Agree. Video can theoretically be useful, but it obligates all of my attention and it isn't convenient to drop and pick back up if something else comes up. Can't watch it at work, don't always like to use data on mobile... just not as useful.

And, honestly, GOOD written content tends to be deeper and more intelligent.

WirlingDirvish

June 26th, 2017 at 3:08 PM ^

Also, video is standalone. You watch it and thats all there is, very difficult to do further research. A good article has links and citations in it that can be followed to get more information if desired. Oftentimes when it's interesting, or my knowledge is lacking, reading the article itself is only 25% of my time spent. I'll spend more time reading the links and researching the terms and events used in the article than reading the article itself. This is hard to do with videos.

jamesjosephharbaugh

June 26th, 2017 at 2:50 PM ^

Can't watch videos at work
Videos take too long to load
Can't wait watch videos sitting in a stall at work
Can't watch videos while tv plays in the background
Videos take up mobile data
Videos inject ads I can't ignore
A lot of video content doesn't add much. Talking heads? I only periodically need to see the actual footage of what happened. I know what an incomplete pass looks like, a slam dunk, an outfielders catch over the wall. I only want to see it if it's unique.

ESNY

June 26th, 2017 at 5:56 PM ^

You said it. If a page or a link winds up being a video, odds are I'll navigate away immediately. Not sure why marketers or content managers think people are seeking out single clip versions of Sportscenter on their computer or phone.

Plus 95% of my daily internet usage is at work and videos don't fly there.

M-Dog

June 26th, 2017 at 7:03 PM ^

I can't watch videos at work

TING!!

Much of the time, I'm looking at things like MGoBlog at work.  I can't watch (listen to) videos at work.  I'm not alone on this.

I can't believe that outlets like CNN, ESPN, etc. have not figured that out.

Video autoplay is Satan.

 

boliver46

June 26th, 2017 at 2:46 PM ^

was commenting on the trend away from the written word.

I provided an explanation.  

Places like ESPN will need to evolve in order to catch on with the next generation - which includes folks way younger than me who like their media/info in short bursts of video.

"Kids these days" will drive the media YOU consume very soon...so get used to the lack of articles and anything written down.

Sorry you got butt-hurt about it.

wile_e8

June 26th, 2017 at 3:45 PM ^

My big question about this: I'm sure kids these days are watching lots of cat videos on YouTube*, but how many are actually getting news and info in video? I'm doubting Fox Sports is going to catch on with the next generation by putting NFL power rankings in video form.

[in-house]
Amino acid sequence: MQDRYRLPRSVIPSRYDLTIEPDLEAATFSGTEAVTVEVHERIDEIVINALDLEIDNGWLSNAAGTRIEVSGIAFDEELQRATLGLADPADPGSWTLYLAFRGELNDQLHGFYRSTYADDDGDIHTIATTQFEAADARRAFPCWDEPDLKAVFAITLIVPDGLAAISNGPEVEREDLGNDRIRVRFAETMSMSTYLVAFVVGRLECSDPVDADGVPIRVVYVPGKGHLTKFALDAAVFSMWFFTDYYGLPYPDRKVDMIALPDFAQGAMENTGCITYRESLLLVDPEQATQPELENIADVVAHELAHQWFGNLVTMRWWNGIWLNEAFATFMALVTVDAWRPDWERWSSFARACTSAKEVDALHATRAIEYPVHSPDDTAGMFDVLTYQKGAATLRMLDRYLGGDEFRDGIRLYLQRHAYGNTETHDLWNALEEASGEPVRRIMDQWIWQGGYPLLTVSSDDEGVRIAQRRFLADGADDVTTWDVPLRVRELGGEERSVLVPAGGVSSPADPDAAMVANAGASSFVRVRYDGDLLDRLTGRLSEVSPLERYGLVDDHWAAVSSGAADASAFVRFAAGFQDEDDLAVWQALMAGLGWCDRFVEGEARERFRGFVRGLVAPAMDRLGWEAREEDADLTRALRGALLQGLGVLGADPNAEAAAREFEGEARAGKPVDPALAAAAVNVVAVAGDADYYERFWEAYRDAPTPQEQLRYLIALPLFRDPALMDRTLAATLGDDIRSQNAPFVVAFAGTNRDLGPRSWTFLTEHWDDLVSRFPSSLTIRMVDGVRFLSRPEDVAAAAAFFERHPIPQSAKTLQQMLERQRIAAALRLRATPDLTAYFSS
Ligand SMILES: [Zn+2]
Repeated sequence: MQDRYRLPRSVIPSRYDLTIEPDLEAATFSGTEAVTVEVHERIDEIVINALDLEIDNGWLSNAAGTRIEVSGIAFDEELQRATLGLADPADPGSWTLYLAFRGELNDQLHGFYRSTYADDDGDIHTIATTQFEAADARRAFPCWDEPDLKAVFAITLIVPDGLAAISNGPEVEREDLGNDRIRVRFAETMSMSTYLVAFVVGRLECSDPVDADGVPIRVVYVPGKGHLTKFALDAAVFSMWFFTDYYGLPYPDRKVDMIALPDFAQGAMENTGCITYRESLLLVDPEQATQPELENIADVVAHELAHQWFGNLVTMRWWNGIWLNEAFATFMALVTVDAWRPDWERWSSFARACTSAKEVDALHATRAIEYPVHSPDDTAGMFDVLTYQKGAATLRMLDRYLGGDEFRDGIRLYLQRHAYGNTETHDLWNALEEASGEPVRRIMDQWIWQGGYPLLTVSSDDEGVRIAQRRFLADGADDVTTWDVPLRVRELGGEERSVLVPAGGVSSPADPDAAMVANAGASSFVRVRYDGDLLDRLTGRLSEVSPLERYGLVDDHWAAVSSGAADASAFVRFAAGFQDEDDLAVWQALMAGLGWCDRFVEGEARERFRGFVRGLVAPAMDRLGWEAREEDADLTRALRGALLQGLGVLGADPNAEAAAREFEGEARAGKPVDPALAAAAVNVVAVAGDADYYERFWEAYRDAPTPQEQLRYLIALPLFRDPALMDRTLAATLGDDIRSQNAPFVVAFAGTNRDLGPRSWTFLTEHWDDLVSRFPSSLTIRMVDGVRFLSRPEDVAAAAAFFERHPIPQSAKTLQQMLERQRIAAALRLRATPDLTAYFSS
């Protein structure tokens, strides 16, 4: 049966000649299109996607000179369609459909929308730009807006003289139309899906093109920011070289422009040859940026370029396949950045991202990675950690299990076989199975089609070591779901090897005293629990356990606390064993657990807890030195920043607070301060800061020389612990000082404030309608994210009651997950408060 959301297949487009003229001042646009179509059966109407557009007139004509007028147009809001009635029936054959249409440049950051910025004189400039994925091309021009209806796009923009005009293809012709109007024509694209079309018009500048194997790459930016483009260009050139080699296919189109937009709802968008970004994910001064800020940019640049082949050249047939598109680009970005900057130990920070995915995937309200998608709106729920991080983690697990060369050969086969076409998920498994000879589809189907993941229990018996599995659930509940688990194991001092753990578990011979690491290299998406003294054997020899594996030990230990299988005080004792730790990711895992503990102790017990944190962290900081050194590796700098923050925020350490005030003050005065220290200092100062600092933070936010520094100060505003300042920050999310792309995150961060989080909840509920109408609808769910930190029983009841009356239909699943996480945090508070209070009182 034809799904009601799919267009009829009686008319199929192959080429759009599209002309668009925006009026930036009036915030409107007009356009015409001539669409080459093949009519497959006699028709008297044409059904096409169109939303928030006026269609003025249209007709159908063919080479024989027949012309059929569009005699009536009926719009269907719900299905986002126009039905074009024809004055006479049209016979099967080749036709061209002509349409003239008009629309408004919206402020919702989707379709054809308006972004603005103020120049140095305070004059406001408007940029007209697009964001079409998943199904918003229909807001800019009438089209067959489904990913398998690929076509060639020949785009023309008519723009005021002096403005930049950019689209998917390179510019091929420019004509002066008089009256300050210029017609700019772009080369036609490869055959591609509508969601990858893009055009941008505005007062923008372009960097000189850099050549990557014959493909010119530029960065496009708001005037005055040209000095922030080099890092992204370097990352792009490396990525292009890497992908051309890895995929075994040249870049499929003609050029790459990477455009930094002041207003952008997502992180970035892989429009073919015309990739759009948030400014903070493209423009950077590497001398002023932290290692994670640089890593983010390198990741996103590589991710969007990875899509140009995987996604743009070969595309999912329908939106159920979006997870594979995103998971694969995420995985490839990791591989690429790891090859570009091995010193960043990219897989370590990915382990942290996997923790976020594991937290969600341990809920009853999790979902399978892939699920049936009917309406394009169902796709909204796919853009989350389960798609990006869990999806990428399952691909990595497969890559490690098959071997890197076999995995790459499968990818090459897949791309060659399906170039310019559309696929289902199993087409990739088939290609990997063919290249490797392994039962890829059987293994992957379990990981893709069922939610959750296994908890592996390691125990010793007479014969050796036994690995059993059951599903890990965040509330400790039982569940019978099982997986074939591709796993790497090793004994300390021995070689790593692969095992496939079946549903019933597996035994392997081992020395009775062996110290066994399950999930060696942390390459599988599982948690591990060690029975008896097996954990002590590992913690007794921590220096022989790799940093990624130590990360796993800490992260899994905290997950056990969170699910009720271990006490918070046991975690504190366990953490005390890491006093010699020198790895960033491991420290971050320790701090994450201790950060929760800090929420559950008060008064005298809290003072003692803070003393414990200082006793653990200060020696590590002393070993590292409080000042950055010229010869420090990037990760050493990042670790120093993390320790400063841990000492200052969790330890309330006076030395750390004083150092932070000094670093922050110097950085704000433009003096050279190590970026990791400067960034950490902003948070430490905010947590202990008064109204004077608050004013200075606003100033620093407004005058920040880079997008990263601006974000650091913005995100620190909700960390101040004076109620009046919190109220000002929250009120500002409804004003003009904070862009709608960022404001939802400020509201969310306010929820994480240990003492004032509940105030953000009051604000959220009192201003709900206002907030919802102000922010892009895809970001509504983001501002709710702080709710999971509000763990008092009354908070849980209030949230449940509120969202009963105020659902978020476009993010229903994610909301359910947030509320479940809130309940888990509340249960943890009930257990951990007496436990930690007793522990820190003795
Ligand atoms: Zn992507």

* I'm an old, please insert whatever is hip with the kids these days here

oriental andrew

June 26th, 2017 at 4:19 PM ^

My wife does, actually, and she's in her mid-40s. She prefers short news clips to get a primer on topics/issues/news rather than reading longer in-depth articles. A 30-45 second clip to her is better and faster than reading a 2-3 page article. She just wants the basic facts. 

I imagine many people are like that - tell me what's happening in summary form, but not all the minutiae. 

I, OTOH, prefer the details and want to know more than just the who/what/where/when. Different strokes, as they say.

That having been said, I absolutely HATE the accompanying auto-play videos they add to articles. On some sites, you can turn it off. On others, you can't. Very annoying. 

lhglrkwg

June 26th, 2017 at 3:47 PM ^

Or is there some ad revenue reason driving it? I truly don't know, but I can't imagine that sites (like CNN as noted above) are going to more video format because there are a lot of 16 year olds watching videos about the Fed changing interest rates. Seems like something else must be driving it.

Wolverine 73

June 26th, 2017 at 10:08 PM ^

Seems to me it takes a lot longer to craft a decent article than for someone to stand in front of a camera and talk for 3 minutes about something, although newspapers seem to have eliminated most of their editors who would historically polish an article. Still, probably just another cost cutting measure.

boliver46

June 26th, 2017 at 2:43 PM ^

even at 26 you are trending against the tide of those younger than you.

With nieces and nephews, and 6 kids of my own all under 18 - I have a great vantage point in seeing how younger people consume information.

I appreciate your comment, just providing my own insight into the trend towards quick-twitch media vs. the written word.